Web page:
A political myth (connected to the SPD’s success story of the 1960s), Bad Godesberg has been used as a reference to normalize “ruptures with tradition”. This analysis of the Godesberg 1959 event and its aftermath highlights long-term structural changes in European social democracy, drawing on the in-depth study of the composition of the party elite. I have analysed the programme as a window into the social relation- ships that play out in the process of programmatic work.

This paper also emphasizes the scientification of politics, and the growing influ- ence of experts and academics in the SPD after World War II. Experts and academ- ics replaced the working-class intellectuals of the former SPD. It paved the way for a fairly strict division of labour within the party that ultimately led to the externaliza- tion of its intellectual output. Tellingly, in the 1980s, the president of a programmatic commission complained that some leaders thought “that the party is composed of two groups of activists: those who produce texts and those who file them away with a smile, smoothly going back to their political activities without changing a thing, despite what the writers might believe”.120


1 Bonn, AdsD, Fritz Sänger, box 59: letter to Hermann Schueler (Vorwärts journalist), 29 September 1974.

2 Bonn, AdsD, Fritz Sänger, box 59: letter to the editors of Stern, 21 September 1974.

3 “Ollenhauer nannte das Kommunistische Manifest das hervorragendste historische Dokument der sozialistischen Arbeiterbewegung, machte jedoch Zuhörer darauf aufmerksam, dass Marx und Engels selbst später ihre Aussage für nur begrenzt gültig gehalten und eine Revision bestimmter Teile für notwendig erklärt hätten. In der Anwendung der Marxschen Methode der soziologischen und politischen – aber nicht dogmatischen – Erkenntnis seien die Sozialdemokraten jetzt als demokrati- schen Sozialisten zu ihrem neuen Grundsatzprogramm gekommen. Die SPD bleibe fest in der Tra- dition der Arbeiterbewegung.”

4 Diane Parness, The SPD and the Challenge of Mass Politics, Boulder, Col. 1991; Otto Kirchheimer, Deutschland: der Verfall der Opposition, in: Otto Kirchheimer: Politische Herrschaft. Fünf Beiträge zur Lehre vom Staat, Frankfurt am Main 1967, 58–89.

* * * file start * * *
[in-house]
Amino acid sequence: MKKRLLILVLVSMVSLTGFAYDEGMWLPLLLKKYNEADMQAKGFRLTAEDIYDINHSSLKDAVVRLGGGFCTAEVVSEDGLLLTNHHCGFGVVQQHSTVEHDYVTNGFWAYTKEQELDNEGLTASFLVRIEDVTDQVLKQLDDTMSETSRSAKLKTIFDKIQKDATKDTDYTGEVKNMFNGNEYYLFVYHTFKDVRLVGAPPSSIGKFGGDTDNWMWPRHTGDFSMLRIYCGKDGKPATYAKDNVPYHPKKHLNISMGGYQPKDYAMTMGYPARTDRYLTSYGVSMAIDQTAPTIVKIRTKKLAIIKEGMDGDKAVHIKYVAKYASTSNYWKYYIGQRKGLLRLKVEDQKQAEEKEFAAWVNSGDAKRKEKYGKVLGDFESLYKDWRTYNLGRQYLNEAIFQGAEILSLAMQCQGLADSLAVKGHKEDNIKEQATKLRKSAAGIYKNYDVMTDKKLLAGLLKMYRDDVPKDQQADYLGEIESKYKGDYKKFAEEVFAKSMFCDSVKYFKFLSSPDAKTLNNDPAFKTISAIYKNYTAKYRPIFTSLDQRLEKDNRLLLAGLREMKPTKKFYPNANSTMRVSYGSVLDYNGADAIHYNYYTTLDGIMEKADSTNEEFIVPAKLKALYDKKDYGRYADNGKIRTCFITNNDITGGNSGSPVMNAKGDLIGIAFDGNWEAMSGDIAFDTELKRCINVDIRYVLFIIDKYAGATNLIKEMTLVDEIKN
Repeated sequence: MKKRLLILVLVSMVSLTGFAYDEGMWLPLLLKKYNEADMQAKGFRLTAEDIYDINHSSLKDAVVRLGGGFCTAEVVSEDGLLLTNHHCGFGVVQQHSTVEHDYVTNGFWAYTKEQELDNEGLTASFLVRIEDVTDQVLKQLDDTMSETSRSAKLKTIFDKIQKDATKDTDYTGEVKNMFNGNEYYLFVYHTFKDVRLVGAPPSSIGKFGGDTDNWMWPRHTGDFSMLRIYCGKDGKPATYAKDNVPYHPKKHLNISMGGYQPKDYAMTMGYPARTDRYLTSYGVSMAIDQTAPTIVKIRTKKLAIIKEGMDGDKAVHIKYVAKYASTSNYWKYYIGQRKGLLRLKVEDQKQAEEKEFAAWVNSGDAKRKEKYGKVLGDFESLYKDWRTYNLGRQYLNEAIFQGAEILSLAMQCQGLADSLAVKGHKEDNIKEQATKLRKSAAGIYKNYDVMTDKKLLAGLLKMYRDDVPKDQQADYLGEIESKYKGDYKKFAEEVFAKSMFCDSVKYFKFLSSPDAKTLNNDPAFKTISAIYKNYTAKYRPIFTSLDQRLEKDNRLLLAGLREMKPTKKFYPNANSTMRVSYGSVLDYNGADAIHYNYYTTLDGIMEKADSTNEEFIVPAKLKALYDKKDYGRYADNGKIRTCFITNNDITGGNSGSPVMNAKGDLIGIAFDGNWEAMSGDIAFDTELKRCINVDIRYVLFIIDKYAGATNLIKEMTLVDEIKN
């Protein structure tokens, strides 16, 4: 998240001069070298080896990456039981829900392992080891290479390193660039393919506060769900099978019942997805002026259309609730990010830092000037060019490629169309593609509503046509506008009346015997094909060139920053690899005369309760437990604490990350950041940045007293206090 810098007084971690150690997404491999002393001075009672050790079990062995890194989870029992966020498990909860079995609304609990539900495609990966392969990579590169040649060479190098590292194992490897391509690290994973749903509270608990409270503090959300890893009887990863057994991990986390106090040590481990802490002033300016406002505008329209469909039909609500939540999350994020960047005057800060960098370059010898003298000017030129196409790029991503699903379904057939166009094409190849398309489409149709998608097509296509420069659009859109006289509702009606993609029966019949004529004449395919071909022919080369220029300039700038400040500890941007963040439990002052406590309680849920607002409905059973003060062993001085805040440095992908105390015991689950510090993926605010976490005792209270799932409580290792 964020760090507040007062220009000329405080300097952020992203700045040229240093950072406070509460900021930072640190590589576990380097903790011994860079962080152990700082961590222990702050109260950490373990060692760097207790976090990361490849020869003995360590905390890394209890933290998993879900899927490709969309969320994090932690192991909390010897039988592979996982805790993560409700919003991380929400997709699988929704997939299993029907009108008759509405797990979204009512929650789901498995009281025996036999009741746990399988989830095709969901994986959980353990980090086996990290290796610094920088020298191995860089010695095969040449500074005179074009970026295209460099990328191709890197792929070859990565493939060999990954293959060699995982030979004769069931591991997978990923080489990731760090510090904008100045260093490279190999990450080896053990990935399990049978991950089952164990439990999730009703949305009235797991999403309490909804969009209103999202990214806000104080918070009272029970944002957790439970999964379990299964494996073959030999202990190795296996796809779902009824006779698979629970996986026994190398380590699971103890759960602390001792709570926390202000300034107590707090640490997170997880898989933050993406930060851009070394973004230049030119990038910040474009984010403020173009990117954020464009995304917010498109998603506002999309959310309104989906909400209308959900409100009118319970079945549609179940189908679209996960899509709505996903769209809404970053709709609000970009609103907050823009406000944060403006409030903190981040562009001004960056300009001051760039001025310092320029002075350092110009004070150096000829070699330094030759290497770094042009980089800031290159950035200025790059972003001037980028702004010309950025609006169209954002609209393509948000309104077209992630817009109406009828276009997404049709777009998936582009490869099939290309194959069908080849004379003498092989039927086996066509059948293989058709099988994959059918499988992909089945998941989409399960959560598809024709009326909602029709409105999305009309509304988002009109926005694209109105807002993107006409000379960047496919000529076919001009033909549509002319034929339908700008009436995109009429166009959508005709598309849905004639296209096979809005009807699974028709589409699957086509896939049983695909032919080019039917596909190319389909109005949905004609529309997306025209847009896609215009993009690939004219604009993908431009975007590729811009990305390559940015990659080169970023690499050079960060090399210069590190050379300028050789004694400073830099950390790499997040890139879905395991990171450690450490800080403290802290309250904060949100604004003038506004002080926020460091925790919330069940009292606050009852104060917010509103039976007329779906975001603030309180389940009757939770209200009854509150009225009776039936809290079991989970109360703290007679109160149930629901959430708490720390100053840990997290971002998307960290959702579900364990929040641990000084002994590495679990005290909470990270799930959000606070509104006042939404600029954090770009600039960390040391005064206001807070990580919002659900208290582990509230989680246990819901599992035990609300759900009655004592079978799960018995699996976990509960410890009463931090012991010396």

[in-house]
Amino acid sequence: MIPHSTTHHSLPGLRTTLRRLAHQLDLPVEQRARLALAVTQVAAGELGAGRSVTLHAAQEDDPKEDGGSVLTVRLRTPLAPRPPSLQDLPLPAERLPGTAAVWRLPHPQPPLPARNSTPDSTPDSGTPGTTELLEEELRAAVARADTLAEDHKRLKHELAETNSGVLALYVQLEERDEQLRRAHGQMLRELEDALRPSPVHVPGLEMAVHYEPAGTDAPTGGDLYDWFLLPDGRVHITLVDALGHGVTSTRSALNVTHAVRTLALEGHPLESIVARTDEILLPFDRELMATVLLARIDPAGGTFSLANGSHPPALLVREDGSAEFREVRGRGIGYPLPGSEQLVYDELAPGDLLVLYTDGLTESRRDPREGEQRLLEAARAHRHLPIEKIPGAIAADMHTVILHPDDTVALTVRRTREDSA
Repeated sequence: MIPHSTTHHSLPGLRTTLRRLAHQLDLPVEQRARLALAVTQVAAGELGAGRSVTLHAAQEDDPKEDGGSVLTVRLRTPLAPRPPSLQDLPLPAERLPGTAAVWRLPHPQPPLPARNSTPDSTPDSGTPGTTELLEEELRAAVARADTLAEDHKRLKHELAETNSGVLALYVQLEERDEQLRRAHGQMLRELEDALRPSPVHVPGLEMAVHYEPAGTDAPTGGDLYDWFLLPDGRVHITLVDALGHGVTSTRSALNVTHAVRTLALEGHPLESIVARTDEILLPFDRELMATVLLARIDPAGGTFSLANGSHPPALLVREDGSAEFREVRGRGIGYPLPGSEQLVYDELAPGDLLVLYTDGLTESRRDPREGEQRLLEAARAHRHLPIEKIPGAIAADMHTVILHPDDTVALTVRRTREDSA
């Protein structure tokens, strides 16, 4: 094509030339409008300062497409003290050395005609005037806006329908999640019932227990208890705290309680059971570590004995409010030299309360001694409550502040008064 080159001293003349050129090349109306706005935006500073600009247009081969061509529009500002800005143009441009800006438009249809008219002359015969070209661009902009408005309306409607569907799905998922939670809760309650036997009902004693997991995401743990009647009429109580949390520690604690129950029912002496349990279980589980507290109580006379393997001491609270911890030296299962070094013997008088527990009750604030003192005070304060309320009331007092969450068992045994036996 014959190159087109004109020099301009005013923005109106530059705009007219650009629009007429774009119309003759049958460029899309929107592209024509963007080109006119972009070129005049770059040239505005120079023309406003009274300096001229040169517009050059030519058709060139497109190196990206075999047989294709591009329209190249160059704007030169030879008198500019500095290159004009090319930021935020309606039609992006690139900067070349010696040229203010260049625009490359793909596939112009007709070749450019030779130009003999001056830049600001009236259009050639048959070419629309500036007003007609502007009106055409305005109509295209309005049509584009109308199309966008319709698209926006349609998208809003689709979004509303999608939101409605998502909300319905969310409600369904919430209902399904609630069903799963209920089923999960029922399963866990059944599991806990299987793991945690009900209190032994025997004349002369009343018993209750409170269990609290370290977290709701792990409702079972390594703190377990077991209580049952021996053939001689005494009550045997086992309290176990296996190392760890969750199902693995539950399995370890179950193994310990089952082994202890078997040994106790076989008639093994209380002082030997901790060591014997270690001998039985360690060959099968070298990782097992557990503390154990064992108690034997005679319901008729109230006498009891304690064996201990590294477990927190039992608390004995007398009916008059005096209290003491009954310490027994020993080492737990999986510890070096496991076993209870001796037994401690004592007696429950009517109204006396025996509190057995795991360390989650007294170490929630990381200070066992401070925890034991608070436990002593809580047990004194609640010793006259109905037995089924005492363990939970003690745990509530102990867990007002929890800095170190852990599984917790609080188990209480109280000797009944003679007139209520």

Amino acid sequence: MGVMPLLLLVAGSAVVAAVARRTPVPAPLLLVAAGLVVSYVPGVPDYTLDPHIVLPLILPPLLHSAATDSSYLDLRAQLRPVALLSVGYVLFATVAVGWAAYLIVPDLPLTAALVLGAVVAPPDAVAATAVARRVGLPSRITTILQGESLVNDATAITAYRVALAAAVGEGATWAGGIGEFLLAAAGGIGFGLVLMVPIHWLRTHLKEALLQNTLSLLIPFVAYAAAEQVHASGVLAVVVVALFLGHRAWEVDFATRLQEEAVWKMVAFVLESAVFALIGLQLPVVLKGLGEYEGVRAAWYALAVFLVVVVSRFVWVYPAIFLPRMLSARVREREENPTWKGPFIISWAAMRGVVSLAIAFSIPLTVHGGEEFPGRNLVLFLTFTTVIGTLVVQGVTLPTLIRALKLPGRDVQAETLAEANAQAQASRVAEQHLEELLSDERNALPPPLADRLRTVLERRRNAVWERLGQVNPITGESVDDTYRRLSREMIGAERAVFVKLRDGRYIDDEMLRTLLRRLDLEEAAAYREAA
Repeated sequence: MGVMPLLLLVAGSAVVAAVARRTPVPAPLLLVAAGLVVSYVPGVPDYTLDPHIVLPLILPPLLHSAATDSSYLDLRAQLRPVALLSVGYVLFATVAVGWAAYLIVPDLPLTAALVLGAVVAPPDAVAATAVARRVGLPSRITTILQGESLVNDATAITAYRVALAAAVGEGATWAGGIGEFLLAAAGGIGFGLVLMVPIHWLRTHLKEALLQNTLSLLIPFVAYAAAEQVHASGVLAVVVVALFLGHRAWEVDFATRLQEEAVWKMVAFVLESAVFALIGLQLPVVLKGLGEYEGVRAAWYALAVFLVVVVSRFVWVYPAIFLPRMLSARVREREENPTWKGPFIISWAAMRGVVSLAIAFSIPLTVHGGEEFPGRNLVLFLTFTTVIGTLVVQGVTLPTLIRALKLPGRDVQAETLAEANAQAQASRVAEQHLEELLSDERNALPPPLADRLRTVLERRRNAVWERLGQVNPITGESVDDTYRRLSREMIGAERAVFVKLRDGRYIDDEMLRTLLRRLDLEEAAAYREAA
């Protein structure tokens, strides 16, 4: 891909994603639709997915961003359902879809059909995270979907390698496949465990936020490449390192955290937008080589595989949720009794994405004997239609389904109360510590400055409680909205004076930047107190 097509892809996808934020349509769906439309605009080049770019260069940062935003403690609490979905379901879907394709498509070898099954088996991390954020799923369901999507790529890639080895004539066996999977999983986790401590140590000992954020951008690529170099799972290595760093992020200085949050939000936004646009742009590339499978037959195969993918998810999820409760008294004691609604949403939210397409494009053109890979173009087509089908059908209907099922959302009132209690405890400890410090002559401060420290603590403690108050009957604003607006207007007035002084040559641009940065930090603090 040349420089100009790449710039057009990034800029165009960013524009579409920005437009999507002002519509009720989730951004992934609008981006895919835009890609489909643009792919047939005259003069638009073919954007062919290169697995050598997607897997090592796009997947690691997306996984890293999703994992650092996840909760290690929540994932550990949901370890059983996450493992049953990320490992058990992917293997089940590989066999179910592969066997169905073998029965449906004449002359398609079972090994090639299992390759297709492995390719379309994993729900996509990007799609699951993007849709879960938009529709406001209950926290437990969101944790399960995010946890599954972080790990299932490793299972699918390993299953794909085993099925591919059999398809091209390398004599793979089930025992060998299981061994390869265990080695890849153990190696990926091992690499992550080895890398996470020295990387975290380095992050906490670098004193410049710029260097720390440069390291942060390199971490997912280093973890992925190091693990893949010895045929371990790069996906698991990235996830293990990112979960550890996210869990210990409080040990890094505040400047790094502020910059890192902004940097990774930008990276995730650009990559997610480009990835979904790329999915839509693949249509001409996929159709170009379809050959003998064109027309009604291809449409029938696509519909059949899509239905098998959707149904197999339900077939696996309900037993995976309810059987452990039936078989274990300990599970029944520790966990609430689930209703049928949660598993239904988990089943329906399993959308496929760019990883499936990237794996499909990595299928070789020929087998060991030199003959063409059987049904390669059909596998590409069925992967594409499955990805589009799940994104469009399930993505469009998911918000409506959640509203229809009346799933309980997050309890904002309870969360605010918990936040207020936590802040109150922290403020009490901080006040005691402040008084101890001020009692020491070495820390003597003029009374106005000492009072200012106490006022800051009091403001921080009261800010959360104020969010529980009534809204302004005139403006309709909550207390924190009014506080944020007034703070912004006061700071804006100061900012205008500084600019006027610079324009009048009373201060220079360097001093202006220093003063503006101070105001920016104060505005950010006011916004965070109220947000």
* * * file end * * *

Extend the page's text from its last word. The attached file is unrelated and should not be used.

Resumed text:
5 Beatrix Bouvier, Zwischen Godesberg und Grosser Koalition: der Weg der SPD in die Regierungs- verantwortung, Bonn 1991, 332.

6 Julia Angster, Konsenskapitalismus und Sozialdemokratie. Die Westernisierung von SPD und DGB, Oldenburg 2003; Heinrich Winkler, Der lange Weg nach Westen, vol. 2, Munich 2000, Denis Goel- del, Le tournant occidental de l’Allemagne après 1945. Contribution à l’histoire politique et culturelle de la RFA, Strasbourg 2005.

7 Kurt Klotzbach, Der Weg zur Staatspartei. Programmatik, praktische Politik und Organisation der deutschen Sozialdemokratie, Bonn 1996; Masaaki Yasuno, Die Entwicklung des Godesberger Pro- gramms und die Rolle Erich Ollenhauers, Bonn 2010.

8 Michel Foucault, Naissance de la biopolitique. Cours au Collège de France 1978–1979, Paris 2004, 90.

9 See: Nicolas Offenstadt, Socio-histoire, in: Christian Delacroix et al., eds., Historiographies I. Con- cepts et débats, Paris 2010. On socio-histoire, in German, one can refer to: Sandrine Kott/Emmanuel


Droit, eds., Die ostdeutsche Gesellschaft. Eine transnationale Perspektive, Berlin 2006 – especially here: Jay Rowell, Socio-histoire der Herrschaft. Einführung, 26–24; Jens Gieseke, Zur Socio-Histoire von Herrschaft und Alltag im Staatssozialismus, 104–109.

10 Michel Offerlé, Illégitimité et légitimation du personnel politique ouvrier en France avant 1914, in:

Annales ESC 39/4 (1984), 688–714.

11 See: Pierre Bourdieu, Propos sur le champ politique, Lyon 2000; Bourdieu, Les trois états du capital culturel, in: Actes de la recherche en science sociale 30 (1979), 3–6 or Bourdieu, Les règles de l'art.

Genèse et structure du champ littéraire, Paris 1992.

12 In the minutes of the steering committee of 26–27 May 1959, Helmut Schmidt declared that there was no use for a fundamental programme: a declaration of principles would be enough. On 5–6 July 1959, Willy Brandt declared that it was the wrong time to discuss a new programme and doubted its usefulness to the party. On 21 July 1959, the president of the party, Ollenhauer, decided against post- poning the convention.